Seraphim explains that all these experiences of an encounter with the Holy Spirit will be retained for ever in the memory. Recollection of this memory will help Motovilov create a heart within filled with a love for God. This will sustain him in this life and help him to appreciate as well as anticipate the joys of the world to come.
I found this short passage describing the word and works of Seraphim very helpful in reminding myself that there are ways of being caught up in an experience of the Holy Spirit which have nothing to do with conservative theology and any of the over-dramatised events that came to the fore with the Toronto Blessing. The doctrine of the Holy Spirit is a doctrine that invites us to explore the depths and mystery of God and we are all invited to know this for ourselves. Seraphim seems to have recognised that his disciple would not be experiencing such things every day but the recollection of the event would be of enormous help in maintaining a God-orientated perspective in his Christian life. I realised that my own encounters with charismatic spirituality are not wasted in any way but even the memory of them can allow me as an individual to go on exploring the depths and mystery of God in many other ways. These four gifts that Seraphim identified in the religious experience are therefore for all of us. Even a slight acquaintance with Seraphim’s peace, sweetness, warmth or smell can reposition us again and again with a sense of the presence of God. A slight touch by one of these gifts will ensure one thing above all others. God and our knowledge of him is never meant to be dull. It is indeed our duty and our joy to come into his presence and have a sense of his guidance and reassuring presence for ever.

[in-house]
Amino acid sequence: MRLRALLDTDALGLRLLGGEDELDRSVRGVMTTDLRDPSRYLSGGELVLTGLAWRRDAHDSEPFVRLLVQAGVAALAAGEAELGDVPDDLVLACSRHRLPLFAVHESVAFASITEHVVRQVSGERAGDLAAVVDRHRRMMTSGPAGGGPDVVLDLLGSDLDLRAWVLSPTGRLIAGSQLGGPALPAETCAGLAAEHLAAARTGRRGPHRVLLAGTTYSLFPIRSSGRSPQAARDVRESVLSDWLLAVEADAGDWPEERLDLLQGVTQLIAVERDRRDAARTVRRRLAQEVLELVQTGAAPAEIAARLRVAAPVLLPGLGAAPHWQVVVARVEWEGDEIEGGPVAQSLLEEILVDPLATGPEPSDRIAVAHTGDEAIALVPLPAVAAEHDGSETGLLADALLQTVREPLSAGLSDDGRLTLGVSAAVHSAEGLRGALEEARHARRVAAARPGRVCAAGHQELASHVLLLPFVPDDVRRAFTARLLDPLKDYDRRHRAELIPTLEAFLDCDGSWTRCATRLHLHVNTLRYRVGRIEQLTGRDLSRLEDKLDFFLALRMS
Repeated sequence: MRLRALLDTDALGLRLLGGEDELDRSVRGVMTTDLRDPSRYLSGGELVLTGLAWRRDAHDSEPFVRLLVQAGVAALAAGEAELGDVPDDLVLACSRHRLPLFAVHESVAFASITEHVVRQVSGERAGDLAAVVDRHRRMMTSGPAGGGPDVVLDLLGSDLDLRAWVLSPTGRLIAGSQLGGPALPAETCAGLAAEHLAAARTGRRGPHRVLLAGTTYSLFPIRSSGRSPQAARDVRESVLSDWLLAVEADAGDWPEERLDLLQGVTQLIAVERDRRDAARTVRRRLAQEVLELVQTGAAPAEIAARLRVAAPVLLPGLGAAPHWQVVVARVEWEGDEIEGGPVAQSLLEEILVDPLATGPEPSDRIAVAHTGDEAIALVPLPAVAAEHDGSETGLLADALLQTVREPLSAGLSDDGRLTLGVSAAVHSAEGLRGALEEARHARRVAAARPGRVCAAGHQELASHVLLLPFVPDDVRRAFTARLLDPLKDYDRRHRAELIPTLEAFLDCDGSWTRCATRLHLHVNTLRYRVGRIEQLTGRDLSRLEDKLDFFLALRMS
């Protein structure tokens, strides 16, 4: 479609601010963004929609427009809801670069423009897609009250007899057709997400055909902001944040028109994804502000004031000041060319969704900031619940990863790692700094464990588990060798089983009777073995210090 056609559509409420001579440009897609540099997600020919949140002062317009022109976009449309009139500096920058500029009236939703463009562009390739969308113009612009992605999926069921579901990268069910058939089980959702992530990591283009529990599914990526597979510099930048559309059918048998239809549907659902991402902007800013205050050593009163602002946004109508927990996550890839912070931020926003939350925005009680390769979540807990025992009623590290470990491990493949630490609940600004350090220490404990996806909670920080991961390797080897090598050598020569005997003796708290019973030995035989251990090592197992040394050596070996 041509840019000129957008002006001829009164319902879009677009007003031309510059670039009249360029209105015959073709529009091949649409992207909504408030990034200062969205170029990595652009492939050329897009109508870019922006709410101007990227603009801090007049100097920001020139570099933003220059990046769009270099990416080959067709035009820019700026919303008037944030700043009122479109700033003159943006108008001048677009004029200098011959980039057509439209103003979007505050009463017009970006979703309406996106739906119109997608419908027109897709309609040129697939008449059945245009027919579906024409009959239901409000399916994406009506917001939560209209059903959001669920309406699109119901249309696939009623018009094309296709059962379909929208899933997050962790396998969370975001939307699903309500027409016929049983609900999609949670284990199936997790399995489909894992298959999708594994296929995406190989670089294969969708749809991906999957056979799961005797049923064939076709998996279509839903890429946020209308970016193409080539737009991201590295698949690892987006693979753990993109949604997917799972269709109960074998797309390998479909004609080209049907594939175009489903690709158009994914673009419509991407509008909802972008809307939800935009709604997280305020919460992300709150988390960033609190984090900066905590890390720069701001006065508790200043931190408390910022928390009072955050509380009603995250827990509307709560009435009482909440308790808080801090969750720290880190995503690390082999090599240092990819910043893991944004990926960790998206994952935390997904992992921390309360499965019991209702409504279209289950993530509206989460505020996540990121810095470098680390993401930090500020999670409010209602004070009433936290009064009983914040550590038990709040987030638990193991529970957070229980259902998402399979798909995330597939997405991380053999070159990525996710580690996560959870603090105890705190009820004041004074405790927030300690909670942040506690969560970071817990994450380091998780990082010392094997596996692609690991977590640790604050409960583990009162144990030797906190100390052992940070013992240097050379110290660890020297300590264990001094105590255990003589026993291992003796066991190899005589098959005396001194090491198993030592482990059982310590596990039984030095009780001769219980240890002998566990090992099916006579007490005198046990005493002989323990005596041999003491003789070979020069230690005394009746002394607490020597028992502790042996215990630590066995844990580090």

As I read the passage from Seraphim yesterday at the meeting, I realised that the passage was giving me back a sense of excitement in the Christian way. I also began to see more clearly how such experiences, however dim, are also helping us to glimpse the riches of the life beyond. The Holy Spirit whether taught in the charismatic context or as here in an Orthodox setting, is a doctrine that tells us quite simply that to be a Christian is to be constantly exposed to depth, joy and profound excitement in living as well as close to God. Being a Christian should mean glimpsing this depth all the time and perhaps allowing us to be the sort of Christian that does on occasion have a smile on our faces!